Why the Blazers Have Improved

When the Blazers won the draft lottery and the rights to Greg Oden, people immediately expected Portland to improve in 2007-08.   Even when the Blazers gave Zach Randolph to the Knicks (for Channing Frye and the chance to cut Steve Francis), people expected the Blazers to take a step forward.

And then Oden had to undergo season ending surgery.  When that happened, expectations for Portland were revised downward and plans for the 2008 draft lottery were put in place.

After starting 5-12, it looked like Portland “were who we thought they would be” (channeling Dennis Green).  Then suddenly the Blazers won 13 games in a row, and this team — with tickets to the top of the 2008 draft seemingly already printed — was in the middle of the Western Conference playoff picture. 

So how was this possible?

The Improvement

Before answering this question, let’s detail the improvement. Last season this team won 32 games. The team’s efficiency differential – offensive efficiency minus defensive efficiency – was -4.6. When we turn to Wins Produced, we see that this team was led by Zach Randolph, who produced 7.4 wins.  As noted, Randolph was sent to the Knicks for Channing Frye. Frye’s Wins Production was in the negative range last year, so without Oden this team should have declined.

But after 32 games, this team’s efficiency differential stands at -0.1 and this team is on pace to win 41 games.  In sum, this team has gotten better.

The Play of Roy and Aldridge

To explain this improvement, let’s first turn to an article by AP writer Anne Peterson.

“(Brandon) Roy, last season’s NBA Rookie of the Year, has been the spark. He has scored 20-plus points in nine of the Blazers’ games during the streak, and has been honored as the NBA’s player of the week twice during the span.

Over the 12 games, Roy is averaging 22.9 points. Fans chant “M-V-P! M-V-P!” at the Rose Garden whenever he comes to the line.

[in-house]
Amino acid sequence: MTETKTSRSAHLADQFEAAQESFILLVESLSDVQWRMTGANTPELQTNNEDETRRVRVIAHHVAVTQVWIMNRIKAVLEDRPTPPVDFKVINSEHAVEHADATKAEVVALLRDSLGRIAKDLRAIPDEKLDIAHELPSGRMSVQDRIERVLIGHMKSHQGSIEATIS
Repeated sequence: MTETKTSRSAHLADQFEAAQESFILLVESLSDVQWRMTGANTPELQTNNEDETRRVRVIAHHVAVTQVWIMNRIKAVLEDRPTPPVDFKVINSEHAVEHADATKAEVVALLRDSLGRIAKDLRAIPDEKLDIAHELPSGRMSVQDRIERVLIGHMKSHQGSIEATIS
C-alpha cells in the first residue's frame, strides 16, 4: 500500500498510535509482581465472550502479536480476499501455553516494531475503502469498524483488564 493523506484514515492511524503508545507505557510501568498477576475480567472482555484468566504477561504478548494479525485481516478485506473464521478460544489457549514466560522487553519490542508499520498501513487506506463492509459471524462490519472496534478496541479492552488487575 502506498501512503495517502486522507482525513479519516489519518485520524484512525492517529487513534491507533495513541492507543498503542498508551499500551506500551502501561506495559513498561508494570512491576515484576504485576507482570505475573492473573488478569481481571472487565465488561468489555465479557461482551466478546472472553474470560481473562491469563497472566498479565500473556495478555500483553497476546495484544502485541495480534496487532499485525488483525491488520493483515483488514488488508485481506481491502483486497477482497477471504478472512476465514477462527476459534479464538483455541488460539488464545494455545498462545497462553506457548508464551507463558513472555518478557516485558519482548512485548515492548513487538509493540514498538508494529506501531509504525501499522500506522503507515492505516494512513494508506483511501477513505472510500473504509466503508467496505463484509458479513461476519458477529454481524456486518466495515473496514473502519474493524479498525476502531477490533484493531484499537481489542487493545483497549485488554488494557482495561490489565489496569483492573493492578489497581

“He’s unbelievable,” forward James Jones said. “He’s humble and that’s the best component of everything he has. He’s just a humble guy who comes in and works, plays hard and he is so unselfish. When you have that mix of talent and unselfishness you normally have a great player, and that’s what he is.”

So the key is Roy, the team’s leading scorer.  Of course, it might not be just Roy.  One might also focus on the second leading scorer on this team, LaMarcus Aldridge.  Both Roy and Aldridge were chosen in the lottery in 2006, and one might suspect that these two scorers are why this team might avoid the lottery in 2008.  

Although this might be our suspicion, the data tells a different story.  Specifically, when we look at all the individual box score stats we come to a surprising conclusion.  Roy and Aldridge have not really improved upon their rookie campaigns.  

This can be seen in Table One, where each player’s 2007-08 performance is compared to what each player did in 2006-07 (and the average at the player’s position). 

Table One: The Careers of Brandon Roy and LaMarcus Aldridge

Relative to the average shooting guard, Roy was above average his rookie season with respect to shooting efficiency, rebounds, and assists.  In his sophomore season he has improved with respect to assists, turnovers, and personal fouls.  But Roy is hitting a lower percentage of his shots.  When we add up where he has improved and were he declined, we see a Win Score per 48 minutes that’s only slightly higher. 

Now it’s important to note, Roy was very good his rookie season.  He’s certainly an above average performer and currently leads this team in Wins Produced.  But we are trying to explain why this team improved.  And if Roy hasn’t really improved much, he can’t be the reason this team is winning so much more.  

Turning to Aldridge we see a similar story, except the “above average” part.  Aldridge was below average with respect to rebounds, steals, and assists as a rookie. As a sophomore he has improved his shooting efficiency, but his rebounds have declined.  Like Roy, the net effect is only slight progress in overall production.